38TH ANNUAL CONFERENCE, Santiago, Chile, 15-19 March 1999
WP No. 102
The Definition of “Direct” in Direct Controller Pilot Communication (DCPC)
IFATCA has policy on the use of datalink communications, and includes the following reference to “Direct”:
|“In any ATS system, where data link is considered a safety-critical element of that system, data link based ATS must be accompanied by direct two-way controller-pilot voice communications which is also safety critical. This direct voice functionality shall be rapid, continuous and static free.”
“The definition of direct as used in voice or data link communications requires that no third human party is involved in the set up and/or delivery of these communications. Any set up procedures by either the pilot or the controller must be minimal and nearly instantaneous.”
This definition effectively covers the case where a third party service provider is used. However, there remains ambiguity when IFATCA representatives are trying to obtain endorsement of this IFATCA policy in the various working groups and panels that are working on applications of digital communications.
This paper addresses the ambiguity directly, and thus extends the IFATCA position and policy further.
There are a number of technologies available in the Navigation and Surveillance domain’s that are able to support a reduction in separation standards. In working towards these reductions in separation standards the communications domain has become significant. Communications are identified as one of, if not the major, constraint in the plans to reduce separation standards.
In operational environments where HF radio is used, any move to digital air-ground communications, such as datalink have clear advantages in usability. In terms of performance, there are distinct advantages provided that the performance of the digital air-ground communications system meets any defined performance criteria.
ICAO documentation provides some insight into the requirements for reducing non-radar separation in such operational environments, and communications performance:
(a) When special electronic or other aids enable the pilot-in-command of an aircraft to determine accurately the aircraft’s position and when adequate communication facilities exist for that position to be transmitted without delay to the appropriate air traffic control unit; or
(b) When, in association with rapid and reliable communication facilities, radar-derived information of an aircraft’s position is available to the appropriate air traffic control unit.
From this it can be deduced that the descriptors of communications, the performance targets that must be met are: “adequate”, “rapid” and “reliable”.
Experience has shown, and provided to SC1 by IFATCA members, that the present generation of datalink communications are not rapid and reliable.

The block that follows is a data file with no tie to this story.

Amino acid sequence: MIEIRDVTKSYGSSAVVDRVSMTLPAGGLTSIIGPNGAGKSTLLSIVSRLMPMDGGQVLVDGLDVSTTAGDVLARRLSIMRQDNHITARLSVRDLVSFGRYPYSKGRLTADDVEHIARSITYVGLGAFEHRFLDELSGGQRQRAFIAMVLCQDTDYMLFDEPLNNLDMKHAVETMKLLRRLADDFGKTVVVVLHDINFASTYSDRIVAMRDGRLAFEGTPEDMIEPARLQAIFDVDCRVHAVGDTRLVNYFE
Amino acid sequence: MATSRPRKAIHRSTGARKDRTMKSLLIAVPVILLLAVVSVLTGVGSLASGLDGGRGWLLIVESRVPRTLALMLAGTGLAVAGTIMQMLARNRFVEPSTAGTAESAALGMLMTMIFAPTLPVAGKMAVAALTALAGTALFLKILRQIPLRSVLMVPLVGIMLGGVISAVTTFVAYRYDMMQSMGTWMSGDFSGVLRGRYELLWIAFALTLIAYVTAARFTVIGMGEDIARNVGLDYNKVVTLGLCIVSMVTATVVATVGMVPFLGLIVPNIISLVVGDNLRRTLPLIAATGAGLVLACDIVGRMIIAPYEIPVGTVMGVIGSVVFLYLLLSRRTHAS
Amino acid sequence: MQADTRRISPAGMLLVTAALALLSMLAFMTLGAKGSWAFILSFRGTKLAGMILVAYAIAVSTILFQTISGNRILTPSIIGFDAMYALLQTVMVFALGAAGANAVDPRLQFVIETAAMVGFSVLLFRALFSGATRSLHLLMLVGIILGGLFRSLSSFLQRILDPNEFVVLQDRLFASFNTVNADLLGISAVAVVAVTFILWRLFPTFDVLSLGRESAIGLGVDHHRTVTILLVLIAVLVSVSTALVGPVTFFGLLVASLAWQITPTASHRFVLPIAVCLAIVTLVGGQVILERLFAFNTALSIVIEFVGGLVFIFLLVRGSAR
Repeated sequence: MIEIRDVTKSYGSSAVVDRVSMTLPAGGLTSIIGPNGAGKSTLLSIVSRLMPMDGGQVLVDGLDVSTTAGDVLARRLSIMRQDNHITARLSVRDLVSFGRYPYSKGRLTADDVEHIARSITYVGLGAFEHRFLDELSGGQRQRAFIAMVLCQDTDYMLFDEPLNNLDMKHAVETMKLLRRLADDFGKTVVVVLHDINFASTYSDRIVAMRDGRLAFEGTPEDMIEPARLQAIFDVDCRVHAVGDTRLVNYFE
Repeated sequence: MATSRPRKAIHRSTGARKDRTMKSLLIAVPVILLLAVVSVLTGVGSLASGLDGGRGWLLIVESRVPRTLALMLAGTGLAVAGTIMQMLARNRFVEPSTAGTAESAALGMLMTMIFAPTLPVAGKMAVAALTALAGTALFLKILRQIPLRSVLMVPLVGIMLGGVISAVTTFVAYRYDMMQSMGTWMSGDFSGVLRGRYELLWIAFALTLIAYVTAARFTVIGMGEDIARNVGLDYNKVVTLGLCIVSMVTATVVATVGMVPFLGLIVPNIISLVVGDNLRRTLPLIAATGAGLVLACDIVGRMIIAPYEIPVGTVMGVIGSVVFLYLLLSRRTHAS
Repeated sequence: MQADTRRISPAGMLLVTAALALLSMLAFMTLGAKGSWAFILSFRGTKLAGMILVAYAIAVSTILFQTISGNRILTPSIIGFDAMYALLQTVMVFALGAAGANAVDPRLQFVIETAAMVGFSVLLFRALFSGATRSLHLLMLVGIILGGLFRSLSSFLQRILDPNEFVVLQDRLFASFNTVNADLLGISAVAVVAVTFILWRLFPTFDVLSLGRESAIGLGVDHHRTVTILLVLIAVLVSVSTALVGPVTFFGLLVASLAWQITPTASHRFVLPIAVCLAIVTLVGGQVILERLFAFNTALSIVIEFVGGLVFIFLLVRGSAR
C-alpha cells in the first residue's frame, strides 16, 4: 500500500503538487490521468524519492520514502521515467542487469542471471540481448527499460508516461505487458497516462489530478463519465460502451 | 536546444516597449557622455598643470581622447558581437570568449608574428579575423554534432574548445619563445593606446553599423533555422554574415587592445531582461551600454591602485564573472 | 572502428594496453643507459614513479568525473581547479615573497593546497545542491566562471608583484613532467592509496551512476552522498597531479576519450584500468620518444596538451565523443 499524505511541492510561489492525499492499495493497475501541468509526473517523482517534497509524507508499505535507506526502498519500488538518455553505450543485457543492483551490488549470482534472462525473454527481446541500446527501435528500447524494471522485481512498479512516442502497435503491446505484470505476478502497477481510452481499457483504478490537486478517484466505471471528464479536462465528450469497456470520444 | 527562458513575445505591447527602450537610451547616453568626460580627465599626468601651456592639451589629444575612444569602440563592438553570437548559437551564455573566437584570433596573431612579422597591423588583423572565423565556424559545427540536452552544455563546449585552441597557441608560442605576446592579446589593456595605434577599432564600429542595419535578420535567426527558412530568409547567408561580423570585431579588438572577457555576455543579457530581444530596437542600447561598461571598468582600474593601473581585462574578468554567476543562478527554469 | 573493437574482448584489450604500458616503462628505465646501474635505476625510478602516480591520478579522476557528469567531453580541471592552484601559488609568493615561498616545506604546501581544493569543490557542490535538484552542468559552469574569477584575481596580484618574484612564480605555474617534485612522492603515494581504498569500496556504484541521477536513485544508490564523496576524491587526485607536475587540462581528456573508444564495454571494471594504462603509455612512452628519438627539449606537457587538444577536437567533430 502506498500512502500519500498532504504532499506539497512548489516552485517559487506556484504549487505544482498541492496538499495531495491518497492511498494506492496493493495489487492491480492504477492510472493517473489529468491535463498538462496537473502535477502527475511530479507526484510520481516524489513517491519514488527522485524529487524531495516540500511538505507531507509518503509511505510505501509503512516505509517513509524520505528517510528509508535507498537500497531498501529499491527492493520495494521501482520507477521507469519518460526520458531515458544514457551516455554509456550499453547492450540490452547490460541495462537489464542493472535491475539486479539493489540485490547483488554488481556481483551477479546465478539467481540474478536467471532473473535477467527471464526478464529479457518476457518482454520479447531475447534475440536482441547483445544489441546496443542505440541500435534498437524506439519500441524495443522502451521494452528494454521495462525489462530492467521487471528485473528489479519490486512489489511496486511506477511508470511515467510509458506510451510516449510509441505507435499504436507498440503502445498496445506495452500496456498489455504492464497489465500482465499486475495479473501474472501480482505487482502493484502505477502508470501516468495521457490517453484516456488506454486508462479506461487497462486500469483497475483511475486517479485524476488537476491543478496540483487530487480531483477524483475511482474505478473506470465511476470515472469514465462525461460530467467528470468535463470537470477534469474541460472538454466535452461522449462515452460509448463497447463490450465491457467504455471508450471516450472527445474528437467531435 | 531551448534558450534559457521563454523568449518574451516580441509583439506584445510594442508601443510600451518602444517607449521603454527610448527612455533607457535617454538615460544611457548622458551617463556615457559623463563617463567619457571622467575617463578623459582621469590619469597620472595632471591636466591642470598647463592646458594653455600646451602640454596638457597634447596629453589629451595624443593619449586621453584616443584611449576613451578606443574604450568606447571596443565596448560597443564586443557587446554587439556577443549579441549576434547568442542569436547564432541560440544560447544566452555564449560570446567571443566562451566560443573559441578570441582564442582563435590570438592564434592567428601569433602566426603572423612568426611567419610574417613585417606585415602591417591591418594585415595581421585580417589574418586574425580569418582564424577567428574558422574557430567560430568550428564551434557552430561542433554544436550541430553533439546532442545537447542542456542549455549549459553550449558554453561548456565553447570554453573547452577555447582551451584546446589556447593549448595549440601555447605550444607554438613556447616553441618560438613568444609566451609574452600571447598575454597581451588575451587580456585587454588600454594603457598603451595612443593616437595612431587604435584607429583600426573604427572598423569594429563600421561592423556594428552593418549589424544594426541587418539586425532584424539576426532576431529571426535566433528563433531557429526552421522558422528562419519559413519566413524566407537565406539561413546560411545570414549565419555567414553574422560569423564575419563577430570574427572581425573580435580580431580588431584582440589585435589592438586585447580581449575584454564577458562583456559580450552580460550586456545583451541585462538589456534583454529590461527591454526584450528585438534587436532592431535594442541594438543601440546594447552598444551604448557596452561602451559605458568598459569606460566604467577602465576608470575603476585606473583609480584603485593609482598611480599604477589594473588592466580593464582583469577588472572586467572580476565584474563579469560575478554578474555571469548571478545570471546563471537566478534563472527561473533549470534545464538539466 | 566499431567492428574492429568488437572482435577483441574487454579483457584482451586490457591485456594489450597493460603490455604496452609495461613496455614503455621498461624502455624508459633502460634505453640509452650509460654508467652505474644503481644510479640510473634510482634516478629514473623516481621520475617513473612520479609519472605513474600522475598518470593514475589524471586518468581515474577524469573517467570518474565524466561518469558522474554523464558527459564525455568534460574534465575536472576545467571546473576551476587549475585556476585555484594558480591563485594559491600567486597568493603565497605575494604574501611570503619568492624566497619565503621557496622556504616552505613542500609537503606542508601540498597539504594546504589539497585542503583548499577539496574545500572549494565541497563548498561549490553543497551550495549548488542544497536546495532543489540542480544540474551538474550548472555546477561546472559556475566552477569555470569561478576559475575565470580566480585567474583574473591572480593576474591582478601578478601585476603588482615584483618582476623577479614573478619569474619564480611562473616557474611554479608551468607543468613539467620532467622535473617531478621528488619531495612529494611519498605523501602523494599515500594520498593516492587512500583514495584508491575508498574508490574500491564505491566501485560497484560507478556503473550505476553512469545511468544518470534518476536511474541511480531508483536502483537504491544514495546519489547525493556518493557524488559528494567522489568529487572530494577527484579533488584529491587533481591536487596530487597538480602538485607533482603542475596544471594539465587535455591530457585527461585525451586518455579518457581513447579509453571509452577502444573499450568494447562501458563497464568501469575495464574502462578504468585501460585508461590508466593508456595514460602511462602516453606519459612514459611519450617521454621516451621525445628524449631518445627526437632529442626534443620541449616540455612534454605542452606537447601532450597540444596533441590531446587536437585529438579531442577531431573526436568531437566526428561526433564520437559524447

A number of problems have been experienced by pilots as well.
When considering VHF digital air-ground communications, the problem becomes more complex. VHF air-ground communications are currently carried out by VHF or UHF radio telephony. The characteristics of VHF/UHF RT are quite different from HF – it is a means of communication that is less susceptible to the problems that affect human perception of voice communications such as noise and distortion of the signal.
The ICAO ATS Planning Manual identifies communications as “a specific circumstance which may require the application of greater radar separation than the minimum normally prescribed” noting that communications congestion is a radar controller limitation. PANS-RAC refers to communications obliquely, but considers direct speech facilities, in the case of the transfer of radar control, as being available at all times, which permit communications to be established instantaneously. In this case,“Instantaneous refers to communications which effectively provide for immediate access between controllers”.
In addressing the issue of Direct, it is the latter that provides the key.
What is immediate access? What factors have an affect upon datalink communications so as make its performance unacceptable in terms of “immediate access”?
There are three levels which can have an affect this attribute:
(a) Transaction time
Transaction time: The transaction time is the time it takes for a datalink communication to pass from message composition through transmission to receipt by the recipient, and all associated parity checks, i.e., when there is acknowledgement that a message has been received.
Interface: The interface refers to the design of the human computer interaction that supports, or enables a dialogue between the pilot or controller and the datalink system.
Interaction: This refers to the behaviour of the human-machine system, that is the way that the datalink system influences the behaviour of the controller and pilot when actively using the datalink, and must be seen in the context of the overall task that the pilot or controller are carrying out.
The present datalink communication systems fielded must be considered as “first” generation. It is difficult to make conclusions from these, however, it is possible to make generalisations about what we know of datalink communications in the context of the three factors above from the systems in operation, and also form simulation studies.